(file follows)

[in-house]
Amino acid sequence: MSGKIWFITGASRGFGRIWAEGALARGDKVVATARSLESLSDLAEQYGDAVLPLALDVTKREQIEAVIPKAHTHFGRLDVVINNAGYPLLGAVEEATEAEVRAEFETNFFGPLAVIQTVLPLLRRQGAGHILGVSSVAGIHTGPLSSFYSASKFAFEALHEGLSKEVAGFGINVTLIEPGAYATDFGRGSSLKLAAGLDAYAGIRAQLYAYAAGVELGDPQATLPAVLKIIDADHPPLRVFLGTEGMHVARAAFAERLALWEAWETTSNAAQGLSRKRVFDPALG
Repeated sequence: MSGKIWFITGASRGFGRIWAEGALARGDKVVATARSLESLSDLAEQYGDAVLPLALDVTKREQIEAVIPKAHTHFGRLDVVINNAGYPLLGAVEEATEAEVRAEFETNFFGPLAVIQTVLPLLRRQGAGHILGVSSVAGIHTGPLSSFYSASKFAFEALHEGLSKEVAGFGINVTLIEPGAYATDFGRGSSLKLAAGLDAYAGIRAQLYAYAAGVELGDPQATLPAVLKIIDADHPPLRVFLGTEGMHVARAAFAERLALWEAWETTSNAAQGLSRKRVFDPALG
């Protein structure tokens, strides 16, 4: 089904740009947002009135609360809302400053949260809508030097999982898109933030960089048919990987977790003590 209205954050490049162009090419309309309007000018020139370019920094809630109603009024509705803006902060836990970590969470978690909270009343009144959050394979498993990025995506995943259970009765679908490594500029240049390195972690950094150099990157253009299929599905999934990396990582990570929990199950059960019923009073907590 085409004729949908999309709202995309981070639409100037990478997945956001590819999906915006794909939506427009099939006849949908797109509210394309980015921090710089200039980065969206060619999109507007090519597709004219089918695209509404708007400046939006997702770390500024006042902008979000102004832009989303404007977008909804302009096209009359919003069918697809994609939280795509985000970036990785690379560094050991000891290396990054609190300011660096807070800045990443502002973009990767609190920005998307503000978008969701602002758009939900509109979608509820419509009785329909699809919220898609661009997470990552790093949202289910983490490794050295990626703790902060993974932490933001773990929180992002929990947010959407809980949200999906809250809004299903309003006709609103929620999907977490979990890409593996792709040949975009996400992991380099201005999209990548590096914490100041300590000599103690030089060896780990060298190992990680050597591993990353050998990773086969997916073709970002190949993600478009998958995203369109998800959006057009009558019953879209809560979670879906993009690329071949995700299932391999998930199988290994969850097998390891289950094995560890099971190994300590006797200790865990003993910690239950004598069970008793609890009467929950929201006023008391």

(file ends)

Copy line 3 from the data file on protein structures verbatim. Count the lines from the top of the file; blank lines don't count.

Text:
Repeated sequence: MSGKIWFITGASRGFGRIWAEGALARGDKVVATARSLESLSDLAEQYGDAVLPLALDVTKREQIEAVIPKAHTHFGRLDVVINNAGYPLLGAVEEATEAEVRAEFETNFFGPLAVIQTVLPLLRRQGAGHILGVSSVAGIHTGPLSSFYSASKFAFEALHEGLSKEVAGFGINVTLIEPGAYATDFGRGSSLKLAAGLDAYAGIRAQLYAYAAGVELGDPQATLPAVLKIIDADHPPLRVFLGTEGMHVARAAFAERLALWEAWETTSNAAQGLSRKRVFDPALG